Friday, May 30, 2014
Rock 'N' Roll is alive and well. I went to the mountain, got the sermon, and I am here to spread the gospel. I saw the history of British rock played out with an American twist as Glenn Hughes returned victoriously to the stage of the Whisky A Go Go in West Hollywood after a 44 year absence, and he brought with him, Jason Bonham, the son of the greatest hard rock drummer in history, who is currently state of the art at his art, and they brought with them the new messiah of rock, 23 year old wunderkind Andrew Watt, who played and looked the part of the second coming of the rock star circa 2014. They tore the joint up, and love was in the air.
Wednesday, May 21, 2014
The Last Hombres were the only band Levon Helm ever joined as a member after the end of The Band, and that speaks volumes. The band also worked with Rick Danko, but the fact that they were revered by key members of maybe the best roots music ensemble ever is just my way of drawing you in - what's germane is the band's excellent new record, Odd Fellows Rest, which you will thank me for pointing out later.
Tuesday, May 20, 2014
Rival Sons continue to mine gold on Great Western Valkyrie, their fifth long player with producer Dave Cobb, making meaningful rock in the heart of a country music wasteland called Nashville.
To review this record, I attempted to time travel in my mind, back to 1970, where I imagine placing Rival Sons right in the middle of The Doors, Led Zeppelin, Free, to see how they would have fared. These seem to be the points I see struck by most writers, so I figure those are the glasses I'll put on to look into the distant past to see how the present stands up.
Monday, May 19, 2014
PGP 2 finds Pinnick Gales Pridgen back again, and perhaps they've not only beaten the sophomore jinx, maybe they've beaten even their superb first effort.
In a time in which many are saying that even to consider making an album is a misguided move fraught with danger, dUg Pinnick puts out four records that stand proudly beside anything in his catalogue. People say the guitar is a tired and dying instrument, but somehow Eric Gales makes music sound undiscovered and beautiful every time he picks up his axe. Drums have been a thing of the past ever since rap raised its head, yet Thomas Pridgen remains inventive and vital in a host of various genres and bands. Rock Ain't Near Dead - and it was never proven with more aplomb than on PGP 2, the second effort by Pinnick Gales Pridgen. The Left Hand Gang is back, and they are bad.
Wednesday, May 14, 2014
Joe Satriani sails into summer with a great package that should satisfy both the loyal and the neophyte Satch fan. Whether you've been there since the first EP like I have, or you're just getting into the realm of shred's smartest head, this package is all you'll need until Joe returns to the studio. The book is an encyclopedic look at Joe Satriani's catalogue by the master himself, and The Complete Studio Collection, re-mastered in 24-bit/96kHz High Resolution-Audio by longtime Satriani studio partner John Cuniberti and overseen by Joe himself, speaks for itself - even the less than expected mp3 files that Sony sees fit to dump on reviewers they obviously have less than love for sound great (more on that later).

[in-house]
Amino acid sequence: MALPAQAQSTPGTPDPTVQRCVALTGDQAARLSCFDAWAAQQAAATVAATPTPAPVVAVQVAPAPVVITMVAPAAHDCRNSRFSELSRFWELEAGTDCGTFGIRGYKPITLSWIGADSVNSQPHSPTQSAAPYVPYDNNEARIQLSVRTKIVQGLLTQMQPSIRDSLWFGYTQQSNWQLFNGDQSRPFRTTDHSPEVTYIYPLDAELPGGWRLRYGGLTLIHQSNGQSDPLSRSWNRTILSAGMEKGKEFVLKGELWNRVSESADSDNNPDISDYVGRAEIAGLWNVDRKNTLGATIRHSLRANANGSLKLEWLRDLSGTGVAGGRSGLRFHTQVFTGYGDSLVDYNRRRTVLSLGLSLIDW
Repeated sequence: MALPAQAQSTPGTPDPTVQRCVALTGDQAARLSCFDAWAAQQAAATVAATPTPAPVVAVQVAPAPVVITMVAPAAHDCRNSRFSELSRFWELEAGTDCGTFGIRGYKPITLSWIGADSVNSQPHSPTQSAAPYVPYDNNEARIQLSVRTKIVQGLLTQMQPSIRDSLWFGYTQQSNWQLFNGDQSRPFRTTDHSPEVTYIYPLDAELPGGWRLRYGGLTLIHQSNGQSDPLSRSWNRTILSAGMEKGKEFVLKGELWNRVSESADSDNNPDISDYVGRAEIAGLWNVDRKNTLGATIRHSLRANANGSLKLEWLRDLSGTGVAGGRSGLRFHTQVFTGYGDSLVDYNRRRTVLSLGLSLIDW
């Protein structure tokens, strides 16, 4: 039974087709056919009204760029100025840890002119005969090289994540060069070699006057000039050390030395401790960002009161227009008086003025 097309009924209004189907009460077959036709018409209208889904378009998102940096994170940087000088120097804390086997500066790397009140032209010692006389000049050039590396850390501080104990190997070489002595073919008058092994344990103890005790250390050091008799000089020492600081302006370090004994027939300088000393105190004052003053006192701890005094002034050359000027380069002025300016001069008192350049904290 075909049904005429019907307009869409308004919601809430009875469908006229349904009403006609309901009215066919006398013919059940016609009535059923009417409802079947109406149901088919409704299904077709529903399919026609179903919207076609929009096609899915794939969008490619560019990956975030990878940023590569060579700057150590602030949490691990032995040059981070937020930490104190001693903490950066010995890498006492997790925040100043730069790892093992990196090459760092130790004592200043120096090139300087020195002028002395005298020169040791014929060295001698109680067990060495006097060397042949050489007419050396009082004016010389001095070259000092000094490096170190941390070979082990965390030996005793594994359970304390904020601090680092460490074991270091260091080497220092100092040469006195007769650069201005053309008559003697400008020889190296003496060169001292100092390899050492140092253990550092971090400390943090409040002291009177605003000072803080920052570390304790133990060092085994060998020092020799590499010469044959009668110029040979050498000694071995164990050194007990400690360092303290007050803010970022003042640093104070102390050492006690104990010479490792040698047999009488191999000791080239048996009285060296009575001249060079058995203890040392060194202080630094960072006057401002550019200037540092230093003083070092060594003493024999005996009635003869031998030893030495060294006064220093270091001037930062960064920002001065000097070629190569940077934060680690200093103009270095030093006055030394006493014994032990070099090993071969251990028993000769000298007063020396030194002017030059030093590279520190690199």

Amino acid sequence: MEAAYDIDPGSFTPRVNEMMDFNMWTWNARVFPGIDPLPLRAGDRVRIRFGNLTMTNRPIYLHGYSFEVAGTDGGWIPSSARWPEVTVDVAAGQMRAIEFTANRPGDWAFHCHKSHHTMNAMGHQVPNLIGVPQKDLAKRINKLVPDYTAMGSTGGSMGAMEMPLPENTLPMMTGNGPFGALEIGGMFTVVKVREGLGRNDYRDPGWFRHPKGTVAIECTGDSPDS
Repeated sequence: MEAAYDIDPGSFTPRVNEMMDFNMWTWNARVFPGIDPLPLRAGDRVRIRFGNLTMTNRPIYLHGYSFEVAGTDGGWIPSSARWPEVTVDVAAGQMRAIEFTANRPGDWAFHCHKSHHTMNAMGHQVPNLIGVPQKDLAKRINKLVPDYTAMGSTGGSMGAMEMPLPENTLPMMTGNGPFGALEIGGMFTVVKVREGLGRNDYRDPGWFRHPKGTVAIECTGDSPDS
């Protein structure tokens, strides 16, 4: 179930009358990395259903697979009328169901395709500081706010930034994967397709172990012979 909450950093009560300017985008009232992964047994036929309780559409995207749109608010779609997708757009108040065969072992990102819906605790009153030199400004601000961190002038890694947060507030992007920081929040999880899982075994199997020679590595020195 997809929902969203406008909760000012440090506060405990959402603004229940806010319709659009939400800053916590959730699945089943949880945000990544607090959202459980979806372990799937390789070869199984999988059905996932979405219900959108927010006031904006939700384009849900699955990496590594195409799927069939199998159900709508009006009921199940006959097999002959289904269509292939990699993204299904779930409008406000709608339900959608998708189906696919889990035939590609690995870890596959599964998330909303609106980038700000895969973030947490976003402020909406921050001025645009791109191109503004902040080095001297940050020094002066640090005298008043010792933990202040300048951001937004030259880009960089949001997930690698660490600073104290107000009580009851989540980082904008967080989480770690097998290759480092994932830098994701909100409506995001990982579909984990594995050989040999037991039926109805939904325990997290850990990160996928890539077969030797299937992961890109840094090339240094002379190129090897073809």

Scott Gorham has a point to prove, and he's proving it. And, he just might be the best rhythm guitar player in the world on any stage, on any given night.
It's a small club, and the stage is smaller yet. The band has half their gear onstage, their soundman is not their own, and it's a Monday night crowd. This could discourage a lesser band, but Black Star Riders performed as if it was the biggest arena in the world and this was the only audience that ever mattered. I've not often seen a band so intent, so committed to their performance - Black Star Riders came and conquered.
Monday, May 12, 2014
Glenn Hughes is excited about California Breed. Glenn Hughes is very excited about California Breed.
Coming on the heels of the musically successful, but born to lose Black Country Communion, his new band is set to launch their debut album and their inaugural shows, and his excitement is well deserved. In the face of the possibility of restarting the failed supergroup, he looked away from an incredible A-list of world class guitarists offering to be the next in line, and instead took the road less traveled with a virtually unknown kid, the 23 year old Andrew Watt. The results are spectacular - this band sounds dangerous.
Sunday, April 20, 2014
Lemmy Kilminster led his team to the battlefield once more, and rode away victorious. Long live Lemmy.
The sold-out crowd at San Francisco's Warfield Theater is an experienced, well-dressed rock audience. Everyone here is here for the music, the sights, the sounds, and the lights, and they too walk away victorious. No one knew exactly what to expect from Motorhead, what with their hard living leader reported to be unwell, and having many unfortunate cancellations behind them from the last year. What we got was an amazing performance from start to finish, and a reaffirmation of all that's right with rock.
Tuesday, April 1, 2014